Circumcision—it’s one of the most hotly debated sexual health issues in the medical community. In part that’s because in this country, and other developed countries, there isn’t any clear benefit to circumcise or not to circumcise, says Karen Boyle, M.D., director of male reproductive medicine and surgery at Chesapeake Urology Associates in Baltimore. In other words, since HIV hasn’t reached epidemic status in the States (circumcision is a tool for AIDS prevention in other parts of the world), the circumcision debate often boils down to sexual pleasure and hygiene. But does going foreskin-free affect pleasure—for the man or woman? Is being “cut” really cleaner? Read on for an expert take on the issue.
We know circumcision doesn’t affect male sexual drive or functioning, says Boyle. (In fact, a recent Danish study found that guys' odds of premature ejaculation or erectile trouble weren't affected by their circumcision status.) But circumcision does remove up to half of the skin on a penis—so he loses “fine-touch neuroreceptors,” which are highly responsive to light touch, according to researchers from Korea. In fact, a Michigan State University study found that the most sensitive part of a circumcised guy’s penis is his circumcision scar. A possible explanation: After circumcision, “the penis has to protect itself—like growing a callus on your foot, but to a lesser extent,” says Darius Paduch, M.D., Ph.D., a urologist and male sexual medicine specialist at New York-Presbyterian/Weill Cornell Medical Center. This means nerve endings are further from the surface—and therefore, may be less responsive.
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Risk of Infection
When a guy is uncircumcised, moisture can get trapped between his penis and his foreskin, creating the ideal environment for bacteria to incubate. “Female sex partners of uncircumcised men are at increased risk of bacterial vaginosis,” says Supriya Mehta, Ph.D., an epidemiologist at the University of Illinois at Chicago. Guys who aren’t circumcised may also be more likely to pass along any infections they have, including yeast infections, UTIs, and STDs (particularly HPV and HIV).
Just as it can be tough to keep all the folds of your vulva clean, it’s can be difficult to keep an uncircumcised penis fresh 100 percent of the time. “Although most men that are uncircumcised do a very good job cleaning below the foreskin, it’s more of a task for them,” says Boyle. As a result, “some women may feel ‘cleaner’ with a man who’s circumcised. That could enhance a woman’s sexual function, just because she feels less likely to get an infection,” says gynecologist Alyssa Dweck, M.D. In fact, women who experience a boost in pleasure after their partners get circumcised often credit the change to an increase in cleanliness. In other words, they enjoy sex more because they’re less worried about STDs, not because of any actual anatomical difference, says Mehta.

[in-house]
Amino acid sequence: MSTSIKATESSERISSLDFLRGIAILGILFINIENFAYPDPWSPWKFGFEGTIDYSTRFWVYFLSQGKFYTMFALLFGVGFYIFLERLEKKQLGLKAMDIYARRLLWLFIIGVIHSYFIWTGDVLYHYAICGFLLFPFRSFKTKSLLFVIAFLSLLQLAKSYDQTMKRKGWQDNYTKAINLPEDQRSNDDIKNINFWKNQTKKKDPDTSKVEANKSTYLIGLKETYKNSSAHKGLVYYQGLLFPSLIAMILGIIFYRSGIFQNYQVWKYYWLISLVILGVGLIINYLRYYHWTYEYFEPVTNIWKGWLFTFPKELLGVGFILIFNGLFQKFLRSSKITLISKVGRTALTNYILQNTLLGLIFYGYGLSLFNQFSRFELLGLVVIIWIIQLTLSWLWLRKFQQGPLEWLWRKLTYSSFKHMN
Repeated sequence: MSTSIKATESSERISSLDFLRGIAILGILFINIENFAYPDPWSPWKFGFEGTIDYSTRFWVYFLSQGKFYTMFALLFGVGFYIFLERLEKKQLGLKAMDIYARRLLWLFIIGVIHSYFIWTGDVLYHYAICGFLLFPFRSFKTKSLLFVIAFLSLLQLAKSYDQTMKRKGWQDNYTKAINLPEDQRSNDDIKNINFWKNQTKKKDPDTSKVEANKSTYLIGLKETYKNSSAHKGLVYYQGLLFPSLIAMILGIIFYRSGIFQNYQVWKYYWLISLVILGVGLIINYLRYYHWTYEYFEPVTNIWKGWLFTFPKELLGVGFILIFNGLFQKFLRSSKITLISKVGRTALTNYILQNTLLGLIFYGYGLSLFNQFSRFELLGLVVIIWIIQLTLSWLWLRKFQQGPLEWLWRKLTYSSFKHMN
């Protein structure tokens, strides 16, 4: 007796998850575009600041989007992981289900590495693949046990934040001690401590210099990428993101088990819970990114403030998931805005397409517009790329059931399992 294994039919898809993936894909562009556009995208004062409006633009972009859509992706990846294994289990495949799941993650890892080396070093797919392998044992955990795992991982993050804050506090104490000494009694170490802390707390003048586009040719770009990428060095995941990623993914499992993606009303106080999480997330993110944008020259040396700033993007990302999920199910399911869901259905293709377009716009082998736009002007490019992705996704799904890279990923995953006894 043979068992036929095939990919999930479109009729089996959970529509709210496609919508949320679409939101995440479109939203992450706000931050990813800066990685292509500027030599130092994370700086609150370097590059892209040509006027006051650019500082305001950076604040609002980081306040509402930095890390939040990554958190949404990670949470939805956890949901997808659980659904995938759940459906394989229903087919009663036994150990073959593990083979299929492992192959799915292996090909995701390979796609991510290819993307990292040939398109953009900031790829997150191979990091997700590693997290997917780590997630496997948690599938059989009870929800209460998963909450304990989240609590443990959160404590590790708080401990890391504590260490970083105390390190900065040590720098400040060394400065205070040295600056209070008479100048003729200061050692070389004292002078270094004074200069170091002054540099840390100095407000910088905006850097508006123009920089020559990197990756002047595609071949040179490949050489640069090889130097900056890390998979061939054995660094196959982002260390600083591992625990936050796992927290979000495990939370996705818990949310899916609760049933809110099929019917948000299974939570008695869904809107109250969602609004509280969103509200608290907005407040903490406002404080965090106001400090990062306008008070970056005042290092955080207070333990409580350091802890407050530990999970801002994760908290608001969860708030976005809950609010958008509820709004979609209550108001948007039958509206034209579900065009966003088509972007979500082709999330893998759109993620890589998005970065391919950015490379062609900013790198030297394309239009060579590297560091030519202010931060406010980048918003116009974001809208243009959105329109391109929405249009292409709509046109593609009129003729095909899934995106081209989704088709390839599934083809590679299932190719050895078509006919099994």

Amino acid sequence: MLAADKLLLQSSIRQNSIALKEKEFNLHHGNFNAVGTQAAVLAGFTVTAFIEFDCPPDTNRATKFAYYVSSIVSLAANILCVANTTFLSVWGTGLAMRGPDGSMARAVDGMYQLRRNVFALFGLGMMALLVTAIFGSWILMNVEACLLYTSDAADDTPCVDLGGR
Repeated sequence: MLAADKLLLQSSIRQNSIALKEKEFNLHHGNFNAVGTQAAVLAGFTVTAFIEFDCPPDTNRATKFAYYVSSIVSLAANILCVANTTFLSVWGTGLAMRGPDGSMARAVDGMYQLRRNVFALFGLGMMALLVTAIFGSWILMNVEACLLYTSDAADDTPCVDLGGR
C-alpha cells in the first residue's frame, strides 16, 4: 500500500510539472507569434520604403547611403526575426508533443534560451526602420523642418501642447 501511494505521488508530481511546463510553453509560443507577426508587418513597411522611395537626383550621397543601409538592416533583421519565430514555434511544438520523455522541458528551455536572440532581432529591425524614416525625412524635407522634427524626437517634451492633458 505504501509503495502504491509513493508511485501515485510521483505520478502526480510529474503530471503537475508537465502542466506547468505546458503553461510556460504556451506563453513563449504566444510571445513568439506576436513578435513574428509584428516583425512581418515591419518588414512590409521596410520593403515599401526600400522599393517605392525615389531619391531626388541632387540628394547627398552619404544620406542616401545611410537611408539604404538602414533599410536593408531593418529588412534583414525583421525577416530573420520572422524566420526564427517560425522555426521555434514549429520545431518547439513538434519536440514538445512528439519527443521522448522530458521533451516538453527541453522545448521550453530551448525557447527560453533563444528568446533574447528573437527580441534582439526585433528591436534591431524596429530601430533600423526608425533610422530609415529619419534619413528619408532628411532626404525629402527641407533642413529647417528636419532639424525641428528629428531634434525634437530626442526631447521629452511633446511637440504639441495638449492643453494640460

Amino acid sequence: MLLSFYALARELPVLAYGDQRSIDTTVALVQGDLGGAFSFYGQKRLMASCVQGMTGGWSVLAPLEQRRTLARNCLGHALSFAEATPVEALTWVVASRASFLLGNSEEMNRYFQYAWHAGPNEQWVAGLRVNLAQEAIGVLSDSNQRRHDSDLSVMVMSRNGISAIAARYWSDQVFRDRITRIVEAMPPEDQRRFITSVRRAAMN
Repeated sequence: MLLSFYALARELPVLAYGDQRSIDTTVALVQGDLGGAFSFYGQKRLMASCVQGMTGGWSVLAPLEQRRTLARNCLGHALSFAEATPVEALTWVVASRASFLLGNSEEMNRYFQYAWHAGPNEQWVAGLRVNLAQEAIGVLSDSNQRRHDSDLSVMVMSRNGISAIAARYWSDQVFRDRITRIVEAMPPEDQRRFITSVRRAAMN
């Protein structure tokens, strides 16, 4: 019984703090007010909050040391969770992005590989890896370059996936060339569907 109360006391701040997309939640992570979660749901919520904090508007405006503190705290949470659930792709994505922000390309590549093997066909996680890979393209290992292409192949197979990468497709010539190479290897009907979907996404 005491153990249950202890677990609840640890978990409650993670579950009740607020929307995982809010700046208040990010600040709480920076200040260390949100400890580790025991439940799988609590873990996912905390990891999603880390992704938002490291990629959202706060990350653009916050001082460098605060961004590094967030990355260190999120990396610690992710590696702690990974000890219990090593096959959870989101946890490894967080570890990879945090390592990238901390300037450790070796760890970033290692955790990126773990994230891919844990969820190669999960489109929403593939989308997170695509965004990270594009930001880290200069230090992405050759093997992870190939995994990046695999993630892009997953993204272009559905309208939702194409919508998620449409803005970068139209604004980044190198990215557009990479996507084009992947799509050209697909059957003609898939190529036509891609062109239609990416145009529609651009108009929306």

There’s no clear-cut answer how circumcision affects female pleasure. One recent study from Denmark found that women with circumcised spouses were twice as likely to report dissatisfaction in the sack than those with uncircumcised hubbies. (But other studies have shown the opposite.) One way his foreskin can be a tool for your pleasure: When an uncircumcised guy’s foreskin retracts, it may bunch up around the base of his penis, providing a little extra friction against your clitoris, says Paduch. “This is going to play a role [in pleasure] for women who have the clitoral pattern of arousal,” he says.
Women with circumcised partners are three times more likely to experience sexual pain than ladies with uncircumcised spouses, the study from Denmark found. “The uncircumcised penis is much glossier, a more velvety feel,” says Paduch. “So for women who aren’t lubricating well, they mave much less discomfort having sex with a guy who is uncircumcised.” He adds that guys who have their foreskin intact require lubricant far less frequently during sex and masturbation, since the skin of their penis in naturally slicker.